That popular Latin phrase – which translates to “Seize the Day” – has come to be a motto which encourages people to live in the now, to grab opportunities whenever they can. That could mean something simple, such as ordering dessert, or a big step like finally taking that cruise you keep putting off.
While it may sound exciting, that philosophy naturally impacts your finances. Some people who are not shrewd money managers should not make impulse purchases. One in three Americans have less than five thousand dollars saved for retirement, and according to a Nataxis Investor Survey, nearly half of all Baby Boomers have done no estate planning, even though more than two thirds of their children say they expect some form of inheritance.
For some of those people, splurging today can mean suffering tomorrow.
On the other end of the spectrum, many seniors aggressively safeguard their assets with the joint goals of saving for retirement and leaving something behind for their children. However, a compelling desire to set money aside for the future may come at the expense of a comfortable life.
It is a sensitive balancing act: How do you promote a secure financial future for you and your inheritors, while simultaneously enjoying the current lifestyle you worked so hard to achieve?
Plan for the Worst and Hope for the Best
Long-term financial planning is tricky by the very nature of what it represents, because no one can safely predict the future. Guesswork is inevitable, and the challenge is highly personalized.
For instance, one of the most damaging mistakes people make when planning for the future is underestimating how long they may live. Having a long and happy life is a great goal, but when someone’s longevity outlasts their assets, it is a real problem, especially when their later years plans include not being a burden on dependent loved ones.
According to the Social Security Administration, American men who reach the age of 65 now have an average life expectancy of age 84. For women, that number is 86.5 years. Approximately one out of every three of those 65 year olds today will reach age 90, and about one in seven can expect to reach age 95. Thanks to modern health care, it has been estimated that millions of older adults will spend one-third of their lives in retirement.
Unfortunately, it is all too common to see retiring Americans fail to calculate how much they need to live comfortably, both for now and the future. To safely optimize long-term financial security for yourself and your beneficiaries, it is recommended to construct a plan that anticipates you living to be at least age 90.
In addition, seniors should consider the possibility of needing assisted care in their later years. According to the Centers for Disease Control and Prevention, over 1.3 million Americans now live in some type of a nursing home, and the senior population of the U.S. is predicted to double in upcoming years.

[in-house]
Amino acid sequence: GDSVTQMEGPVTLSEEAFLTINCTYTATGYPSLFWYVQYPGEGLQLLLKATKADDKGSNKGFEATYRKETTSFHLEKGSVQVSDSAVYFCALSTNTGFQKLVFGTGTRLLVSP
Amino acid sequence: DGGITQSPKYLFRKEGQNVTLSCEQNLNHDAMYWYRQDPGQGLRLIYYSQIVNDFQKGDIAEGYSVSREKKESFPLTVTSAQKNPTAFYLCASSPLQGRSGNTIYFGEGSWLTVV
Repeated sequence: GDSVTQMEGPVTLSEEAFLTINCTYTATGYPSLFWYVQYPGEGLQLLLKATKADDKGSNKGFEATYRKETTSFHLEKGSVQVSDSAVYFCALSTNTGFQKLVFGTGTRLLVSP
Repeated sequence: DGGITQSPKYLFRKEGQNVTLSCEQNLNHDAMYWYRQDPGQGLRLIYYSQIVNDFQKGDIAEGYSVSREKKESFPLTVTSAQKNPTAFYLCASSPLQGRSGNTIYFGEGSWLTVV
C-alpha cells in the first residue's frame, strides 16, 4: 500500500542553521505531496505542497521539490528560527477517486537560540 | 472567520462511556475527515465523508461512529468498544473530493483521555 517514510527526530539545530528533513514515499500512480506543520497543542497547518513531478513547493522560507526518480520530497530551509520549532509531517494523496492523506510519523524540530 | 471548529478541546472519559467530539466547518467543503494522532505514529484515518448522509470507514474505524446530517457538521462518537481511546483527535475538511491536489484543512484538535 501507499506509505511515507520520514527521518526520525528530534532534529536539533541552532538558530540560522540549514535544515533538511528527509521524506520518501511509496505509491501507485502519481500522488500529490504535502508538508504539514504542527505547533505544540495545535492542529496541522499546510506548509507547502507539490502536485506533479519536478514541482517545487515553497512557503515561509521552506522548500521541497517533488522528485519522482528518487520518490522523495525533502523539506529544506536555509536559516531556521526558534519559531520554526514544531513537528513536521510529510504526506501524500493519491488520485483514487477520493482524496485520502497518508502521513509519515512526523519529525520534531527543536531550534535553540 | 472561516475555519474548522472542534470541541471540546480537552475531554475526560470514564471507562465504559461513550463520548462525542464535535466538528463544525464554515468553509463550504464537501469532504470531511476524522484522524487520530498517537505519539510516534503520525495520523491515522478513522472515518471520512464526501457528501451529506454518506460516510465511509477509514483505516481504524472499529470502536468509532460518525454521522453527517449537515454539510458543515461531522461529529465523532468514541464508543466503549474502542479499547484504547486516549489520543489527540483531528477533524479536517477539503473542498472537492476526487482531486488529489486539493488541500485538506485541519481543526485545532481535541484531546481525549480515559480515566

A long life is a rare gift, but when people outlive their depleted assets, somebody else has to pick up the bill for their later years. It also means there will not be anything left for them to pass along to children or grandchildren.
Develop a Creative Strategy to Achieve Both
Successful financial planning can make all the difference for you and your loved ones in your later years. There are many effective options which will help you support the kind of personal lifestyle you want and deserve now, while also protecting your valued assets and providing some financial security for the next generations.
For example, certain types of trusts can be set up to pay you scheduled dividends while you are still living, but then the principal amount transfers tax-free to your beneficiaries upon your passing. There are many other kinds of programs such as life insurance, long-term care insurance, annuities, and a long list of other estate planning strategies.
However, be aware there is no one-size-fits-all answer. Each estate plan must address an individual’s or couple’s unique goals and wishes. It also helps to realize that plans can (and frequently do) change once they have been established, and your long-term financial strategy may require living within a budget.
Seek the advice of an experienced attorney
The knowledgeable elder law attorneys at Cordell Planning Partners specialize in affordable smart solutions for wills, trusts, Power of Attorney documents, and other essential aspects of estate plans, including creative long-term provisions.
Cordell Planning Partners also offers free educational workshops where we explain a range of estate plan options and asset protection programs, all in terms that are easy to understand.
To learn more, contact us today. You can even schedule a complimentary estate plan analysis to discuss your individual planning priorities.